Climate Justice Cornell has been staging protests since early December 2019, but now plans to take their movement online with the announcement of online classes.

Boris Tsang / Sun Photography Editor

Climate Justice Cornell has been staging protests since early December 2019, but now plans to take their movement online with the announcement of online classes.

March 16, 2020

Climate Activists Turn Digital During COVID-19 Outbreak

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As thousands of students leave campus and classes transition from in-person to online, climate activists are finding ways to maintain social movements in a time of social distancing.

“How do you take this movement virtual? How long is this going to last? These are all questions we are asking ourselves,” said Alyssa Marcy grad, a member of the Ithaca chapter of the Extinction Rebellion, a global environmental movement that uses civil disobedience to advocate against climate change.

Even though the in-person strategies it originally planned on are no longer possible, the organization’s Ithaca chapter is still working on public outreach in support of the Ithaca Green New Deal, a plan which includes promises of a green building code for new construction.

The group hopes to replace  its original plans for informal meetings and focus groups with  virtual interactions, such as Zoom call meetings. However, Marcy said she is concerned about the accessibility of digital public outreach, because some people may not have the time or technical knowledge to participate in virtual meetings.

“We are trying to bring people together,” Marcy said.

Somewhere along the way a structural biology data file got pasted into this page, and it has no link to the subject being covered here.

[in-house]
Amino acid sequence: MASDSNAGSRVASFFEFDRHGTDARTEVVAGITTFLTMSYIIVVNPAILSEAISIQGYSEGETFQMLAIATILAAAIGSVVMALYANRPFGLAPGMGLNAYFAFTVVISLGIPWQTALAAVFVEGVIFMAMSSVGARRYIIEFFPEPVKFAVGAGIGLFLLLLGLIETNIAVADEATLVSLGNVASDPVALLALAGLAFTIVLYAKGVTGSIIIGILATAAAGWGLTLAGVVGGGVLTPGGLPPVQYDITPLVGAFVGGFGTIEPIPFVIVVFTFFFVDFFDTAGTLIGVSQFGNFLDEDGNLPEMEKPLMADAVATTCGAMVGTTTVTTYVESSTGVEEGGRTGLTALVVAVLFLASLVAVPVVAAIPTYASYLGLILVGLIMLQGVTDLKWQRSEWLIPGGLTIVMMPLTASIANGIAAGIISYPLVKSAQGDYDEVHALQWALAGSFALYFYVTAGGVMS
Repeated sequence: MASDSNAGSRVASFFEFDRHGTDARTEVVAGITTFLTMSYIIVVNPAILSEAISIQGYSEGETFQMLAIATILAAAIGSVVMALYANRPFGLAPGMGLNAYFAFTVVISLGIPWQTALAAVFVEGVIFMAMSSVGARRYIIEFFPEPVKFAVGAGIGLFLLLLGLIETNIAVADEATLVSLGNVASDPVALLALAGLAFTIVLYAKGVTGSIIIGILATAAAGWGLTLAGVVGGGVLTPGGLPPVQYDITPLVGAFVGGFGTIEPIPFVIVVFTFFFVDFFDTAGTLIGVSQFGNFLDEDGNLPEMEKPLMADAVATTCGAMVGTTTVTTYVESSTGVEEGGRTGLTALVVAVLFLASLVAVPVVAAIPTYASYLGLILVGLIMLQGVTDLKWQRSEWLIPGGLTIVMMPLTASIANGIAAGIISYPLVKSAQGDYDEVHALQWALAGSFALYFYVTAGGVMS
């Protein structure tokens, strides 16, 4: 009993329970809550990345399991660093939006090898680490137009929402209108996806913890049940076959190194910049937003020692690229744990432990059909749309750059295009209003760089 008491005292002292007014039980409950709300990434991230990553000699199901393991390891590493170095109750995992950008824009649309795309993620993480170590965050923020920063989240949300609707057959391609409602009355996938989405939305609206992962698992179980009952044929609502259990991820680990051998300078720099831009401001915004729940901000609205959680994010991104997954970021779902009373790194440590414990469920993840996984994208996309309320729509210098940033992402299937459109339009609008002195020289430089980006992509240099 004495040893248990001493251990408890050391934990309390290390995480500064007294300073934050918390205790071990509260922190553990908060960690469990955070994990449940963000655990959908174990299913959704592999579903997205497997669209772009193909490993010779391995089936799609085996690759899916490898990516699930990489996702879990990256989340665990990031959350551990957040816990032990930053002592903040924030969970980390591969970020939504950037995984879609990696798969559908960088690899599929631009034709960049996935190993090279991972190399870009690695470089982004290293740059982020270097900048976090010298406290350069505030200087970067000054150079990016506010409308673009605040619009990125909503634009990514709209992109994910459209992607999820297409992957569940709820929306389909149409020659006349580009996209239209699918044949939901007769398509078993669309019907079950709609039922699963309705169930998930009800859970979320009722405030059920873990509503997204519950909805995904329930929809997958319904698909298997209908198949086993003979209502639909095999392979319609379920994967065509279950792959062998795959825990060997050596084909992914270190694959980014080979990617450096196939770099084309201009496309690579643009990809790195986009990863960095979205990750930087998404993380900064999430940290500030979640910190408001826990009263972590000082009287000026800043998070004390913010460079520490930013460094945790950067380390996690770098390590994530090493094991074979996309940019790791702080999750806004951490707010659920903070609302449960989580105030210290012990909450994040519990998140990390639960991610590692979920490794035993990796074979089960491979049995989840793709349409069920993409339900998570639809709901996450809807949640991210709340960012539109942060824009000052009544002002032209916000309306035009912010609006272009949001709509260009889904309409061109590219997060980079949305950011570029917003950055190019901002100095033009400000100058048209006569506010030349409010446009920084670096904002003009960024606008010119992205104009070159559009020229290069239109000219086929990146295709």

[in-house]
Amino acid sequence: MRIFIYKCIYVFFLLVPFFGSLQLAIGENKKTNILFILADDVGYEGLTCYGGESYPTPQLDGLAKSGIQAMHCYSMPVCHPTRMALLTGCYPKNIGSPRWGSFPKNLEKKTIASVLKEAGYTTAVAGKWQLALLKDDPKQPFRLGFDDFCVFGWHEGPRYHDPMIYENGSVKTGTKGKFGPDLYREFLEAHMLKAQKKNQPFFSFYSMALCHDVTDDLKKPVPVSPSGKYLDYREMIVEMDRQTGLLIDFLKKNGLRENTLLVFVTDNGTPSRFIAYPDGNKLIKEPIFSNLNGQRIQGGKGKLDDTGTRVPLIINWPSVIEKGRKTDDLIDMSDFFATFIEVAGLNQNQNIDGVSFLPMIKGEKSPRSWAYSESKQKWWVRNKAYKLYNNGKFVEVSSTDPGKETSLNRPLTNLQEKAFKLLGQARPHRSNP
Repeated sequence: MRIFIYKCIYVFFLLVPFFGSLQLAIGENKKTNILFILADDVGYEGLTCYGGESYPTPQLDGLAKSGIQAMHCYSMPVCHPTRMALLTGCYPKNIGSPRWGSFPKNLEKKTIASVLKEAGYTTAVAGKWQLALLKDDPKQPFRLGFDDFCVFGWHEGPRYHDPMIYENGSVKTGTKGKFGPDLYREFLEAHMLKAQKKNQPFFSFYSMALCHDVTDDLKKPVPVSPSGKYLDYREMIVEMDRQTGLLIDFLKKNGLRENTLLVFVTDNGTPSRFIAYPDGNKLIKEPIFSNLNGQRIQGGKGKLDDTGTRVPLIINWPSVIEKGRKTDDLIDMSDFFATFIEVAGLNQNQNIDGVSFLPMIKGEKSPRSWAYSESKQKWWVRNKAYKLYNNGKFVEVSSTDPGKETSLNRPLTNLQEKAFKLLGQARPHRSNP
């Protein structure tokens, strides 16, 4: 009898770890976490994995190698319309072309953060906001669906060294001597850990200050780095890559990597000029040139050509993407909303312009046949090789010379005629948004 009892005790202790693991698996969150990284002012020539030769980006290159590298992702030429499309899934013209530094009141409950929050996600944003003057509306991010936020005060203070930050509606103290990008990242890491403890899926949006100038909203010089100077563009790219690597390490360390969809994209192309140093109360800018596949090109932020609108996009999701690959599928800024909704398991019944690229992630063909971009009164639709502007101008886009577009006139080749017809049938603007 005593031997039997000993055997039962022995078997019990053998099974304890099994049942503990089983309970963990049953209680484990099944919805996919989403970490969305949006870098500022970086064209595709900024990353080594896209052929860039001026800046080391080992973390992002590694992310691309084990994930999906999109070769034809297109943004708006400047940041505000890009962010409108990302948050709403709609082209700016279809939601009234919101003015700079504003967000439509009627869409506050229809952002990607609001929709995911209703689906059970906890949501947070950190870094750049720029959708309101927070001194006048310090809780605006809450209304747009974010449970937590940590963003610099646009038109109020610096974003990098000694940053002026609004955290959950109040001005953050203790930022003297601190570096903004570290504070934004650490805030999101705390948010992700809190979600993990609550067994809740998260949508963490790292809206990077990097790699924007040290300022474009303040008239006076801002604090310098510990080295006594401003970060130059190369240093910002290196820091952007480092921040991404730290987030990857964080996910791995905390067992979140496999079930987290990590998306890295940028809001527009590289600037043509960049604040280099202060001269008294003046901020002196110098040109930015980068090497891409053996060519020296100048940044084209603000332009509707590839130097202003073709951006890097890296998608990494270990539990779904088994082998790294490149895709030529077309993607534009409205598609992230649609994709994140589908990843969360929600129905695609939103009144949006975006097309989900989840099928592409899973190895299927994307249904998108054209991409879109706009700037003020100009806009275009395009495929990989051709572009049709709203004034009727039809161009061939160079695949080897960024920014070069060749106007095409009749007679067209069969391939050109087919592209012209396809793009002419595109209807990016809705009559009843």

Meanwhile, Climate Justice Cornell will use the time from now until classes resume to educate its activists to prepare for future protests, said Nadia Vitek ’22, a CJC organizer. Divestment recently passed in the Student Assembly, the last of the five University assemblies to do so. It is unclear when the issue will be taken up by the Board of Trustees.

CJC organizers are preparing for future protests through reading groups — which in the past have entailed 70 to 100 pages of reading each week and Zoom book discussions.

More than a dozen activists participated in CJC reading groups this past summer — and called the initiative a success.

“It has been a really good way to bring people in in the past,” Vitek said. “You can’t just organize without a background of knowledge. It is important to have a clear intention behind what you are organizing, and reading groups can help you ground yourself.”

CJC organizer Hannah Brodsky ’22 is helping plan the group’s upcoming reading groups, although the book list has yet to be determined.

Potential book topics include the history of social movements in the 1960s, the Dakota Access pipeline and the contribution of indigenous people to the climate movement.

But Brodsky worries that some of the information will be lost in digital communication, compared to in-person meetings.

“Meeting in person, it is easier to communicate with people and read their body language,” Brodsky said. “When there are 10 people on a Skype call, it is harder to read people and understand their feelings.”

Still, Brodsky said she is looking forward to hearing new perspectives on activism from these reading groups.

Despite the urgency of confronting the novel coronavirus, many activists still see fighting climate change as a key priority.

“If it’s not a pandemic wiping us out,” said CJC member Thea Kozakis grad, “it will be climate change.”